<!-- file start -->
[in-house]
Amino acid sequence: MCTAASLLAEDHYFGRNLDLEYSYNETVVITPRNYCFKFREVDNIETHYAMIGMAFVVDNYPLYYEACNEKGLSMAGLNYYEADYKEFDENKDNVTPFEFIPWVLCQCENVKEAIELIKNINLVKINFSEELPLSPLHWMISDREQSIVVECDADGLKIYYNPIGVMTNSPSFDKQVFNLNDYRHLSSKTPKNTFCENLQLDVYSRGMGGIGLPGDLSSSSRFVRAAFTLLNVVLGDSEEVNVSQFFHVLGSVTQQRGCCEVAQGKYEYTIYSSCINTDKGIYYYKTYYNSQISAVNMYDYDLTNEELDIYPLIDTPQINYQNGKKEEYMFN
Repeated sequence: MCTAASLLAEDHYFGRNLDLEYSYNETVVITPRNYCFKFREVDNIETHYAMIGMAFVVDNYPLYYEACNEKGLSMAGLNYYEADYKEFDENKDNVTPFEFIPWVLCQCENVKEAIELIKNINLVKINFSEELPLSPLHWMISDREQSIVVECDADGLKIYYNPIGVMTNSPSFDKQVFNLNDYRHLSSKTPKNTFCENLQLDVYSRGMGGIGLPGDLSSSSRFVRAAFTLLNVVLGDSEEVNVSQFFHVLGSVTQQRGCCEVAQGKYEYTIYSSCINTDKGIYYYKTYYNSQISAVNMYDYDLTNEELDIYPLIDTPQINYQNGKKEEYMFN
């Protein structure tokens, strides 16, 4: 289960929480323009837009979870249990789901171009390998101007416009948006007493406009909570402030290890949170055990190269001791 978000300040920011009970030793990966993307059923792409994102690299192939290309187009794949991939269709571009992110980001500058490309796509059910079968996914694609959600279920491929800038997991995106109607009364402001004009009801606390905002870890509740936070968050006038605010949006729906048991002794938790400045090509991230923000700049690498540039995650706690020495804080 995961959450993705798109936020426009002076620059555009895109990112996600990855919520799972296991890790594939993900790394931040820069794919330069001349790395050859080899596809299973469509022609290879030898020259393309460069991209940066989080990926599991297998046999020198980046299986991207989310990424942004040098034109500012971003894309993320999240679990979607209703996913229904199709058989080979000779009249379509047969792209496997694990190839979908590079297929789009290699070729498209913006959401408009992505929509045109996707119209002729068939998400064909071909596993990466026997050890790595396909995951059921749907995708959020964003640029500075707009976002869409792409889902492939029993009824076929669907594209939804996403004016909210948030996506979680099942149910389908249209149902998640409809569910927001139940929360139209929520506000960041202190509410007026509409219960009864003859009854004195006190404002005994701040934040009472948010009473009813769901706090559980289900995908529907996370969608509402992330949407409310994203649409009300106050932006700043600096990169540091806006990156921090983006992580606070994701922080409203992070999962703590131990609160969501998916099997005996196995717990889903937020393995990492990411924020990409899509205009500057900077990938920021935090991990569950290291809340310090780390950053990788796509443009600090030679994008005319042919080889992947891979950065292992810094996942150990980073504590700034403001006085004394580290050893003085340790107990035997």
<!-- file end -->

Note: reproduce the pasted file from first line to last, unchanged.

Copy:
[in-house]
Amino acid sequence: MCTAASLLAEDHYFGRNLDLEYSYNETVVITPRNYCFKFREVDNIETHYAMIGMAFVVDNYPLYYEACNEKGLSMAGLNYYEADYKEFDENKDNVTPFEFIPWVLCQCENVKEAIELIKNINLVKINFSEELPLSPLHWMISDREQSIVVECDADGLKIYYNPIGVMTNSPSFDKQVFNLNDYRHLSSKTPKNTFCENLQLDVYSRGMGGIGLPGDLSSSSRFVRAAFTLLNVVLGDSEEVNVSQFFHVLGSVTQQRGCCEVAQGKYEYTIYSSCINTDKGIYYYKTYYNSQISAVNMYDYDLTNEELDIYPLIDTPQINYQNGKKEEYMFN
Repeated sequence: MCTAASLLAEDHYFGRNLDLEYSYNETVVITPRNYCFKFREVDNIETHYAMIGMAFVVDNYPLYYEACNEKGLSMAGLNYYEADYKEFDENKDNVTPFEFIPWVLCQCENVKEAIELIKNINLVKINFSEELPLSPLHWMISDREQSIVVECDADGLKIYYNPIGVMTNSPSFDKQVFNLNDYRHLSSKTPKNTFCENLQLDVYSRGMGGIGLPGDLSSSSRFVRAAFTLLNVVLGDSEEVNVSQFFHVLGSVTQQRGCCEVAQGKYEYTIYSSCINTDKGIYYYKTYYNSQISAVNMYDYDLTNEELDIYPLIDTPQINYQNGKKEEYMFN
């Protein structure tokens, strides 16, 4: 289960929480323009837009979870249990789901171009390998101007416009948006007493406009909570402030290890949170055990190269001791 978000300040920011009970030793990966993307059923792409994102690299192939290309187009794949991939269709571009992110980001500058490309796509059910079968996914694609959600279920491929800038997991995106109607009364402001004009009801606390905002870890509740936070968050006038605010949006729906048991002794938790400045090509991230923000700049690498540039995650706690020495804080 995961959450993705798109936020426009002076620059555009895109990112996600990855919520799972296991890790594939993900790394931040820069794919330069001349790395050859080899596809299973469509022609290879030898020259393309460069991209940066989080990926599991297998046999020198980046299986991207989310990424942004040098034109500012971003894309993320999240679990979607209703996913229904199709058989080979000779009249379509047969792209496997694990190839979908590079297929789009290699070729498209913006959401408009992505929509045109996707119209002729068939998400064909071909596993990466026997050890790595396909995951059921749907995708959020964003640029500075707009976002869409792409889902492939029993009824076929669907594209939804996403004016909210948030996506979680099942149910389908249209149902998640409809569910927001139940929360139209929520506000960041202190509410007026509409219960009864003859009854004195006190404002005994701040934040009472948010009473009813769901706090559980289900995908529907996370969608509402992330949407409310994203649409009300106050932006700043600096990169540091806006990156921090983006992580606070994701922080409203992070999962703590131990609160969501998916099997005996196995717990889903937020393995990492990411924020990409899509205009500057900077990938920021935090991990569950290291809340310090780390950053990788796509443009600090030679994008005319042919080889992947891979950065292992810094996942150990980073504590700034403001006085004394580290050893003085340790107990035997």